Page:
In light of recent news of a jam being responsible for the food poisoning episode last week at Toronto’s annual CNE (Canadian National Exhibition), it shows that even a commercial maker of jam’s and jellies can slip up when making their product.
Home cooks must follow a very strict and rigid set of rules when canning/preserving food for their families to avoid serious illness contracted from bacteria as a result of improper food handling.
I preserve a lot of food for my family, most of it being different types of jams, jellies and tomato products. I have always taken every precaution in order to ensure food safety for my family. There are guidelines to follow for canning and preserving food and I would like to remind everyone that preserves their own food, that these quidelines were created for our own safety and well being.
Rules of Canning and Preserving
1. Always start with the freshest ingredients, if it is produce, ensure it is washed and inspected for bad spots or mould. Toss any and all damaged product.
2. Ensure your work space, utensils and yourself (hands especially) are spic n’ span clean prior to beginning.
3. Sterilize all canning jars, lids and screw bands as per manufacturers instructions. This cannot be stressed enough.
4. Follow recipes to the letter, do not be tempted to omit an item (especially an acid called for in a recipe) because you either forgot to buy it or ran out. Canning recipes are tested until perfect with ingredients being listed that way for a reason. Ensure the product is cooked to the exact specifications called for.
5. Fill jars with prepared product to the required headspace, wipe rims with a clean cloth before placing on the lids. Screw bands down until fingertip tight.
6. Process jars in a water canning bath for the exact time called for in the recipe, same with pressure cookers, do not be tempted to shorten the time because you are running out of time.
7. Ensure all jars are properly sealed before storing. Any jars that have not sealed, either re-process or store in the fridge and use within a week.
There are several Home Canning books available from the maker’s of the glass canning jars (Ball and Bernardin), so do yourself a favour and head to your local bookstore to obtain one, better safe than sorry is my motto!
We live in a highly civilized country with the technology and know-how to ensure we do not eat contaminated food. The 150 or so people that fell ill at the CNE deserved to be served food that was safe and it is disappointing to see things like this still happen in our country.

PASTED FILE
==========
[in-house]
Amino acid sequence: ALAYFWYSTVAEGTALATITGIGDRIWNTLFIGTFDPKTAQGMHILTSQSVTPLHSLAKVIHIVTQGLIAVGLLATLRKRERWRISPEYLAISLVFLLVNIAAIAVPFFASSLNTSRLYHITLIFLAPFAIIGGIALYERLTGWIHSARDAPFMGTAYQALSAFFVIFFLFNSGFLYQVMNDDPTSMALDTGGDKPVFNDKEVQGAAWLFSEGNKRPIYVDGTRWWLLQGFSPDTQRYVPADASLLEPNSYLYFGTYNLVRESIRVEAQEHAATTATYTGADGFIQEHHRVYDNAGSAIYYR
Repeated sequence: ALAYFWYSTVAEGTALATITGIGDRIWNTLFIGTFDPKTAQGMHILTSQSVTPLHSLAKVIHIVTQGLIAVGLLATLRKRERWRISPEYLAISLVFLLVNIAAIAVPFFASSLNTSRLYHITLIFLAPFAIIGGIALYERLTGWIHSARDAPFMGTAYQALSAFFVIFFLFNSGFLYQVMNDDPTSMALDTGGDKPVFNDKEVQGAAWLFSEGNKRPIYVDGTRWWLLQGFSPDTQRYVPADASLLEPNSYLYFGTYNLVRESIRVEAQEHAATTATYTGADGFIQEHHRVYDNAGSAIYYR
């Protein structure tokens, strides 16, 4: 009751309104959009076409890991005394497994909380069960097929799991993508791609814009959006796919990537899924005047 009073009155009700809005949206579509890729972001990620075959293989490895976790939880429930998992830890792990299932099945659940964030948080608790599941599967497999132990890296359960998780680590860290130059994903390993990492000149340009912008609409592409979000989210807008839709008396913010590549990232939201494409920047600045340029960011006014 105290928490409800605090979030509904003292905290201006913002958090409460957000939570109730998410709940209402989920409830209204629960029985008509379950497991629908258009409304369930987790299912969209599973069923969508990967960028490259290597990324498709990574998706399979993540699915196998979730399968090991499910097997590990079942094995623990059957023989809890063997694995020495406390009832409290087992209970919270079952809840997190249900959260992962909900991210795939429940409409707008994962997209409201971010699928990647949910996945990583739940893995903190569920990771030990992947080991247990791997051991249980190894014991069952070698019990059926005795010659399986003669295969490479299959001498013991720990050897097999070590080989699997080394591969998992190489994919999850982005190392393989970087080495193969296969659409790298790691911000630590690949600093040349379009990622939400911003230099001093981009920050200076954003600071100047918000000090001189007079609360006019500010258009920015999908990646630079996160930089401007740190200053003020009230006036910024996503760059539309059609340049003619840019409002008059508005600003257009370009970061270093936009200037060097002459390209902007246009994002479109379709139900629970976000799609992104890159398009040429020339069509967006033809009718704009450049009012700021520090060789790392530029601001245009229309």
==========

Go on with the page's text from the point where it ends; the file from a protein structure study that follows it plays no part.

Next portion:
Following these tried and true rules will ensure your family is safe from food borne illnesses and not become another statistic.
Ok, the lecture is over. You may continue on with your day.
When I ‘used’ to do canning, I followed the sterilization techniques listed and then some. Never had a problem. Great list though, Deborah. I, like yourself, cannot stress how important all your points are.
That is what I like to hear 🙂
I too am careful about sterilizing and have found a better way to do a lot of jars at a time without a mess. Long time canning friends showed me.
I wash all jars in the dishwasher, then put them on cookie trays and pop them into a 250 degree oven for 10-15 minutes. They are sterilized and stay hot until needed.
The lids are still done the old way, in a pan of water. And, if you haven’t done so, go out and buy yourself a magnetic lid picker-upper. It’s a plastic stick with a magnet at the end and just marvelous for picking up lids out of hot water. Best invention ever!
My sister-in-law also showed me how to save on buying jar rings.
After the jars are sealed, (the lids caved in), and cooled off, she took the outside rings off to use on more jars. The lids stay sealed because the outside air pressure keeps them tight after the hot air inside cools off.
When I went into her basement and saw all the ringless jars, I couldn’t believe they stayed sealed and she had to show me by popping a lid. It was stuck fast!
So, I now just go and buy lids and not the rings, unless my rings get corroded or rusty.
A few years ago I found white plastic jar lids to use on canning jars, after they are opened, instead of the rings and lids. I now have both the small and wide lids and they look so much better than the metal ones, plus are easy to clean.
I sure am enjoying the canning recipes you are sharing here and have copied them to make later, (after my granddaughter leaves).
Thanks Deb 🙂
You are welcome Lydia! 🙂 I hope you enjoy the recipes, let me know what you think of them. I also sterilize my jars in the oven, have been for years, it is quick and less messy. Removing the rings I knew about from a friend of mine out west, and the rings also make good racks in a pinch if they are tied together with electric wire ties (the plastic ones). I need to get some of those white lids, they do sound much better to use on already opened jars, thus freeing up rings for further canning 🙂